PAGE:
UPDATE – It appears that Thomas P O’Neill III did have a political career but not a very distinguished one. Between 1977 and 1983 he was Lieutenant-Governor of Massachusetts, a largely symbolic office. He attempted to run as Governor (the office with real power) after that but failed even to make the ballot.
On April 29th, 2014, the day before Gerry Adams was arrested by the PSNI and held for questioning for a week about the murder and ‘disappearance’ of Jean McConville, Thomas P O’Neill III published an Op-Ed in The Boston Globe asking critical and pertinent questions about British motives for invading the Belfast Project oral history archives at Boston College.
In the course of that commentary he wrote this sentence:
…..why, when both sides in the Troubles were guilty of so much wrongdoing, is the British prosecution seemingly intent on only pursuing crimes allegedly committed by only one side?
And he went on:
…..the investigation smacks of political motivation. Of the scores of murders committed during the Troubles, the British government is seeking only to investigate that of Jean McConville in what can be construed as an attempt to implicate Gerry Adams and jeopardize his current position within the Irish parliament…..Is the British demand for documents, and its search for alleged wrongdoing, driven as much by the politics of Ireland today as it is by the search for justice for past crimes?
So just who is Thomas P O’Neill III? You may, dear reader, not know who he is but there is a very good chance you’ll remember or have heard of his father, ‘Tip’ O’Neill. He was Speaker of the US House of Representatives between 1977 and 1987 – effectively the Reagan years – and in his day was one of America’s most powerful politicians.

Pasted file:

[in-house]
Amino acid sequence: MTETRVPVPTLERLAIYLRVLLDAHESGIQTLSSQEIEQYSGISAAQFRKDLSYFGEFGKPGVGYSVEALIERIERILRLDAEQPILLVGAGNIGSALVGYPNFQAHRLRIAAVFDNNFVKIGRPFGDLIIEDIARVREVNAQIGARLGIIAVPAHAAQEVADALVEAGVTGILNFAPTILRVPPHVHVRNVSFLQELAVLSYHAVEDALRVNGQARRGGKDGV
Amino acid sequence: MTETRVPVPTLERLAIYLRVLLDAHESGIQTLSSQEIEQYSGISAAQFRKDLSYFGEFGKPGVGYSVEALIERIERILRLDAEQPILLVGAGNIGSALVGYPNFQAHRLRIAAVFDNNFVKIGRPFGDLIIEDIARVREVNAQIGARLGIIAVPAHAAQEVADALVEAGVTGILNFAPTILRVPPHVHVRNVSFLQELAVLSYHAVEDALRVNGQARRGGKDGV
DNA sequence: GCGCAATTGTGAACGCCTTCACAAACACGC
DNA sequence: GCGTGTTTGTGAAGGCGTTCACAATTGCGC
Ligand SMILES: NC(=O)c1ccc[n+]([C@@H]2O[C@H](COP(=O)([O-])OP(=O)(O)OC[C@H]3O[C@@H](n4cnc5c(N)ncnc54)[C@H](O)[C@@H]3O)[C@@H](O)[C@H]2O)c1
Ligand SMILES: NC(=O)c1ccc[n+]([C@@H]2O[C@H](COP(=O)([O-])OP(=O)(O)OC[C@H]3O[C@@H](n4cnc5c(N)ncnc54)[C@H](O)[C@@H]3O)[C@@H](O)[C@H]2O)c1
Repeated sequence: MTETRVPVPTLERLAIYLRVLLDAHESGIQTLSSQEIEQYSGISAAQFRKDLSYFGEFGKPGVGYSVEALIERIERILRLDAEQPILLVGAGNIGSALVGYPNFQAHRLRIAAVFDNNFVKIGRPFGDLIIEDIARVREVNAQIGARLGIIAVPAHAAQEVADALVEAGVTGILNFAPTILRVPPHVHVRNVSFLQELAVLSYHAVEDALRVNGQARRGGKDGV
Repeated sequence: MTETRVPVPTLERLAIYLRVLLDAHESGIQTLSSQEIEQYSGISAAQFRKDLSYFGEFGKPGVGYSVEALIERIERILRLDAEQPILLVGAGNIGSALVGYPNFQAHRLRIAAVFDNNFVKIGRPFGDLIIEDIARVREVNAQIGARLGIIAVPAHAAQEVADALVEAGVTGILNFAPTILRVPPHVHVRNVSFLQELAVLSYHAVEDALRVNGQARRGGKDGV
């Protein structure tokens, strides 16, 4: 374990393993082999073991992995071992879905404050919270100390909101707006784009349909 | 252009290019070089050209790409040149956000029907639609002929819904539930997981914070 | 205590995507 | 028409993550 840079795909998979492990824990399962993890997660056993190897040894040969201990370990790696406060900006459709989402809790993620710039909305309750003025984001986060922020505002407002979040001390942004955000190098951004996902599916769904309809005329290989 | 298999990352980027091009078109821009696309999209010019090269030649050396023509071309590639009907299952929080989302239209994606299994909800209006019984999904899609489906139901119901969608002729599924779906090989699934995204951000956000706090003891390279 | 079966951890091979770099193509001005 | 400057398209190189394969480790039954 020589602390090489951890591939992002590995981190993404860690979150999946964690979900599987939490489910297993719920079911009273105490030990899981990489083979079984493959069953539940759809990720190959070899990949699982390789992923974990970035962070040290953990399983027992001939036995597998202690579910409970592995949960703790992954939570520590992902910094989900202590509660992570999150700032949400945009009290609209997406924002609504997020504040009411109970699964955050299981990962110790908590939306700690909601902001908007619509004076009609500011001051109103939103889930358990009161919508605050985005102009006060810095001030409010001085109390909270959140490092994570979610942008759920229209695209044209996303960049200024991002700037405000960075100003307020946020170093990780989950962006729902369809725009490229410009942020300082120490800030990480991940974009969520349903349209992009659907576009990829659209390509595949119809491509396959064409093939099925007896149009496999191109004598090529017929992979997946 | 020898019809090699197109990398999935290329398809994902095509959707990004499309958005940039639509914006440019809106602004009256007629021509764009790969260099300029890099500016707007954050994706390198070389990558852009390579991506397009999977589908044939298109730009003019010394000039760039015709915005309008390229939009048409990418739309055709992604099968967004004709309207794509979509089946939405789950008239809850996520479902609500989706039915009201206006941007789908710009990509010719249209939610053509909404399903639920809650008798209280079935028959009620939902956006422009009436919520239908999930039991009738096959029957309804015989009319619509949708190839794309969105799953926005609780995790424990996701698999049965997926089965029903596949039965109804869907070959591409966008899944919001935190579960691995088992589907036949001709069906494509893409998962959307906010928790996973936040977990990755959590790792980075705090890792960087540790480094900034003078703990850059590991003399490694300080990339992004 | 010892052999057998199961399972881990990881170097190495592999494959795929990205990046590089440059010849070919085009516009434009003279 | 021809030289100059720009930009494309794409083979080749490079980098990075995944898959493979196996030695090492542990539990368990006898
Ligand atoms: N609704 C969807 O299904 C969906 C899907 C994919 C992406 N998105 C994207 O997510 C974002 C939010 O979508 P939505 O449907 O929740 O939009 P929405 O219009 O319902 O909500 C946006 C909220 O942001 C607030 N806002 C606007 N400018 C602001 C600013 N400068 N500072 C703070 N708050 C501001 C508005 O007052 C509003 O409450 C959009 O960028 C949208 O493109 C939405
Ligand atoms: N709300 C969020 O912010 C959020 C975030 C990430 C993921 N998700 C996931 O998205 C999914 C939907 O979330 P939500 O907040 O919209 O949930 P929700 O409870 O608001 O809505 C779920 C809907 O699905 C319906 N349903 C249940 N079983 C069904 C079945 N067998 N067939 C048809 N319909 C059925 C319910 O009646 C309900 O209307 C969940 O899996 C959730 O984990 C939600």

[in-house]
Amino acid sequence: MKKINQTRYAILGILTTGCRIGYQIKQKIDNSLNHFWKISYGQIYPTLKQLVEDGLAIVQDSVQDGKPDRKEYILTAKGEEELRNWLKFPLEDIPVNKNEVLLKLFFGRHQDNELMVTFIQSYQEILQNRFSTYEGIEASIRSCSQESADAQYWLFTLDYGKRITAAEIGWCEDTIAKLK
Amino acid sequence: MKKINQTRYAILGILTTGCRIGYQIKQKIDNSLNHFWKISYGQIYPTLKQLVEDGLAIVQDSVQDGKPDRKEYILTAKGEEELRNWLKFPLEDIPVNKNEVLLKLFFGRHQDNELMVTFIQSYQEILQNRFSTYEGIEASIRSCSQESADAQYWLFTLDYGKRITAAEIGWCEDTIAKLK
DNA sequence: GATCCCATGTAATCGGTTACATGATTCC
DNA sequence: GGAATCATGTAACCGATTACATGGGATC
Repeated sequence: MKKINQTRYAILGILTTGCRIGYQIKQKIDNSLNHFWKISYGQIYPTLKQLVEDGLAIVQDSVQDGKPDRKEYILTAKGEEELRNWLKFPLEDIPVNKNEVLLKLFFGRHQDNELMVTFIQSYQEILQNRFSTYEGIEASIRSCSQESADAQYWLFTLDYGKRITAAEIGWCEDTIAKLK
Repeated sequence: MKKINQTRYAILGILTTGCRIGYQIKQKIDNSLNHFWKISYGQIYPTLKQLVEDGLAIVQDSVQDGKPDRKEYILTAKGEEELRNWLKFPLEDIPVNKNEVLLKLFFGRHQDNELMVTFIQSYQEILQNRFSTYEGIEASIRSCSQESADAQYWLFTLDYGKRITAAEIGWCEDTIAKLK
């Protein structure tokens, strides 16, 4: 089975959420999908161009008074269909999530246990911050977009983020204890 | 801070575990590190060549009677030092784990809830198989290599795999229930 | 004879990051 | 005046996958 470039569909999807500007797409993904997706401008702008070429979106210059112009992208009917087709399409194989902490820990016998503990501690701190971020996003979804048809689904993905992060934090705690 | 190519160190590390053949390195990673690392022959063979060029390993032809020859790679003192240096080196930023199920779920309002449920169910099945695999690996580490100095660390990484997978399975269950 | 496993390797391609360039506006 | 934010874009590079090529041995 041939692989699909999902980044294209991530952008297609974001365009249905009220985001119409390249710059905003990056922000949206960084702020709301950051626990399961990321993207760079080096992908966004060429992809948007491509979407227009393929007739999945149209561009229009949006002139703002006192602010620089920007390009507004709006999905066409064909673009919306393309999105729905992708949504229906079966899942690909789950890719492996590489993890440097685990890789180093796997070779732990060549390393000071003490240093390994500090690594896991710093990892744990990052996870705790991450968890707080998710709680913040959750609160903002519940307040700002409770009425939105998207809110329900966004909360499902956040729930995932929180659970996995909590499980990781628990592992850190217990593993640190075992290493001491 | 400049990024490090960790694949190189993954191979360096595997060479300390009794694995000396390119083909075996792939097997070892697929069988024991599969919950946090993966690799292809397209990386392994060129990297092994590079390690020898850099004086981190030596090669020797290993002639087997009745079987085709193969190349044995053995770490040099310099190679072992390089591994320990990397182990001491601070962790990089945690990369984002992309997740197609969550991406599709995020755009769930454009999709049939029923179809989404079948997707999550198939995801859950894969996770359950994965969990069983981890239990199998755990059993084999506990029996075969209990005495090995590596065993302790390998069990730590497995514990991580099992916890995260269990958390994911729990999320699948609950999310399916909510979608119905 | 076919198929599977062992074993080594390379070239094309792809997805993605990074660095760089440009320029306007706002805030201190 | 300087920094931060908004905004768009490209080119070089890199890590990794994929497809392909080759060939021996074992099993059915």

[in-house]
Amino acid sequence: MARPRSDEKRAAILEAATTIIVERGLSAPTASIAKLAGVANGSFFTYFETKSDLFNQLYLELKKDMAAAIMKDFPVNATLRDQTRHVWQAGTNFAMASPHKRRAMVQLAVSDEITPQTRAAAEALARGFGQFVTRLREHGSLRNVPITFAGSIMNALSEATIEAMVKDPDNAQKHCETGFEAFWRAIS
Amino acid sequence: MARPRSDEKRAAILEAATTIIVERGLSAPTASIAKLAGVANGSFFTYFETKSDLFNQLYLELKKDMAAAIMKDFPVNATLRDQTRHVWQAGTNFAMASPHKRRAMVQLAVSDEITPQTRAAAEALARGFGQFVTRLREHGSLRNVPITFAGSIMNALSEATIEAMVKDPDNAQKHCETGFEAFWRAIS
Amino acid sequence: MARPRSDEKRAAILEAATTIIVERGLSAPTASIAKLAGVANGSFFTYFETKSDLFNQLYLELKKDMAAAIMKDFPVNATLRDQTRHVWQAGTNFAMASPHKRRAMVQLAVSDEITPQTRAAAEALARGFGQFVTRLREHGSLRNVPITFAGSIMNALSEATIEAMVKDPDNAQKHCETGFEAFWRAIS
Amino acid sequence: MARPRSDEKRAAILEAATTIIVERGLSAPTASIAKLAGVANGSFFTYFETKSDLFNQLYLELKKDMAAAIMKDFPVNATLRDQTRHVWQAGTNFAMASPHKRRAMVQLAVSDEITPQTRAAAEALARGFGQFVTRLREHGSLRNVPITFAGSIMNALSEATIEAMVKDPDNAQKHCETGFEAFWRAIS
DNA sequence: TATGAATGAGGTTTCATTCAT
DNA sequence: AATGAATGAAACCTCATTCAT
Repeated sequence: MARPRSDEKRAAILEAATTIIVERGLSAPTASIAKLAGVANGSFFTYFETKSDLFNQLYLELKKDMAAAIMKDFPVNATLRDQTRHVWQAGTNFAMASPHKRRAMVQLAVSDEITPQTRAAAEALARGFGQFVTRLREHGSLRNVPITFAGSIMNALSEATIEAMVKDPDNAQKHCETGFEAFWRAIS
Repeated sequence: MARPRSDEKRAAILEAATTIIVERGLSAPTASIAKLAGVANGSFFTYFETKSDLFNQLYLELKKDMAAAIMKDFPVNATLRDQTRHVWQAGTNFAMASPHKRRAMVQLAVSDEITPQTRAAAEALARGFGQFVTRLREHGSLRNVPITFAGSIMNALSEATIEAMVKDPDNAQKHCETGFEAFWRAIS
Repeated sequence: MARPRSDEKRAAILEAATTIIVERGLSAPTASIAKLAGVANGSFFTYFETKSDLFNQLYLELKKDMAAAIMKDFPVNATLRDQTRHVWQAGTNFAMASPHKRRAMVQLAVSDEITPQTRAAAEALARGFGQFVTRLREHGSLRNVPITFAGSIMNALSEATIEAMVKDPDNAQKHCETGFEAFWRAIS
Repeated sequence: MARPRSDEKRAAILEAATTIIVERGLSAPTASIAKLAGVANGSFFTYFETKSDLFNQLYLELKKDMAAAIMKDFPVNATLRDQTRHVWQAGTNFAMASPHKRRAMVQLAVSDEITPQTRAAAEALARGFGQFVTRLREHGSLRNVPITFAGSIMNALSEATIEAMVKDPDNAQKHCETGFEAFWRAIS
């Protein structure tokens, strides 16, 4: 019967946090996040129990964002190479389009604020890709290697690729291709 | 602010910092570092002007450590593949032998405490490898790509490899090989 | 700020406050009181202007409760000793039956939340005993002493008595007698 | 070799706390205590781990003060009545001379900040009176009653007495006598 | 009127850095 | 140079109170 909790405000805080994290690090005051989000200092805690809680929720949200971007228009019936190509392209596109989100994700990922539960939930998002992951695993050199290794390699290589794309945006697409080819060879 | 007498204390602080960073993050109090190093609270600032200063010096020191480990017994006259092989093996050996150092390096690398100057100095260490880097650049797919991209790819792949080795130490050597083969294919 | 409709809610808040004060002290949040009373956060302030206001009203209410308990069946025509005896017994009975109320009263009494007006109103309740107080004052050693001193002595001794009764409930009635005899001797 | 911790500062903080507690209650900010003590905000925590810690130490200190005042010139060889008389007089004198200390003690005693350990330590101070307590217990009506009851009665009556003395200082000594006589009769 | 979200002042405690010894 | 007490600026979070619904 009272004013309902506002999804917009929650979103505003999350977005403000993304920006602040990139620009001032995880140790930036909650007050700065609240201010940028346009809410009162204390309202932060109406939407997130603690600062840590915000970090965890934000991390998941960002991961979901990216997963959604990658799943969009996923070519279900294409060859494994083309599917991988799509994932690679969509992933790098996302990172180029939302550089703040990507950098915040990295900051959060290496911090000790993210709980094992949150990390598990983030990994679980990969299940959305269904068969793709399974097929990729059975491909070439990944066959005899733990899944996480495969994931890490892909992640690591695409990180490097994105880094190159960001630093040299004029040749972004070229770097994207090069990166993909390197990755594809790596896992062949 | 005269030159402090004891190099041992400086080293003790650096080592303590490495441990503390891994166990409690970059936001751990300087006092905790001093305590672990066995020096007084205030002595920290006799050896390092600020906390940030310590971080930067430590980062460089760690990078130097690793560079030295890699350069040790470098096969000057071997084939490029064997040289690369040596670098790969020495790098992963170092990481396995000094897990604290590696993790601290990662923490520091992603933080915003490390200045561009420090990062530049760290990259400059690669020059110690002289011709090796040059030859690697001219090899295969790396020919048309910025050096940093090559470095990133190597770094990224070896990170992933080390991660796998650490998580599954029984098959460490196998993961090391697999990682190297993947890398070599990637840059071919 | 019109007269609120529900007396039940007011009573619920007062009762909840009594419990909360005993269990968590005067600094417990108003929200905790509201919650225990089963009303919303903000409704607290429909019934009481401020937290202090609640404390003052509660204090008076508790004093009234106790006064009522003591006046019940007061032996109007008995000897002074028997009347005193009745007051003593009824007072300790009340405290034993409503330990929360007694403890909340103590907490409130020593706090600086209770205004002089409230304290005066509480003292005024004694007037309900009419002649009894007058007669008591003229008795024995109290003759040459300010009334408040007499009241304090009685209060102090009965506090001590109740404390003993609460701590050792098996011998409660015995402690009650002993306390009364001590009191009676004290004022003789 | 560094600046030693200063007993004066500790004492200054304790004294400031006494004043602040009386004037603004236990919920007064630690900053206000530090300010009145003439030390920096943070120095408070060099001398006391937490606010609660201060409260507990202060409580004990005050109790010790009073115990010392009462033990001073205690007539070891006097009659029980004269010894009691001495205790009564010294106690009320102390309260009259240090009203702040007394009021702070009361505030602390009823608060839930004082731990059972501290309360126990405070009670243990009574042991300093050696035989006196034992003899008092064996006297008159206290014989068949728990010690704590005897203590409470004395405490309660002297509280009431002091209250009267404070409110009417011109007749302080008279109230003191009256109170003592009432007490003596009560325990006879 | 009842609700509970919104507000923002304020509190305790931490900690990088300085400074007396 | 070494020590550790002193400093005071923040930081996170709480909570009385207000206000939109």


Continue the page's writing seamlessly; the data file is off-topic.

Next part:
In Irish political folklore ‘Tip’ O’Neill is widely credited for persuading Reagan to lean on Margaret Thatcher and cajole, pressurise and generally oblige the British prime minister to sign the 1985 Anglo-Irish accord – the Hillsborough Agreement as it is better known – with Garret Fitzgerald’s government, something which she was later said to have regretted.
His son, Thomas P O’Neill III did not follow his father into politics – he runs a public relations firm and was once a Trustee at Boston College – but he is a significant and respected figure in Boston and in the wider Irish-American political community. You could say he is a member of the Irish-American aristocracy.
I must confess to having mixed feelings about his Op-Ed. There is much about it to be liked. He praises the Belfast project for its candour and relevance and correctly identifies the exposing of Dolours Price as a BC interviewee – done by Ciaran Barnes in The Sunday Life c/o Allison Morris in The Irish News – as the spark for the British/PSNI subpoenas.
But his criticism of the one-sided nature of the PSNI action – aimed only at the IRA figures allegedly involved in the McConville disappearance – filled me with concern, as did the depiction of the conflict as being between ‘two sides’, as if the British did not have a dog in the fight.
It was a criticism I had heard frequently from Irish-America, where there is a tendency to paint issues in Ireland in simple, clashing sectarian colours and it led to a conclusion that further endangered the archive – and that I could not accept.
What O’Neill was saying was this: ‘…the British are only going for Adams and ignoring the Loyalists’. This was a common refrain in Irish-America from the outset and the answer to their concern was disarmingly simple: ‘If the PSNI would only go for Loyalists and something other than the McConville affair then we’d be okay with this thing.’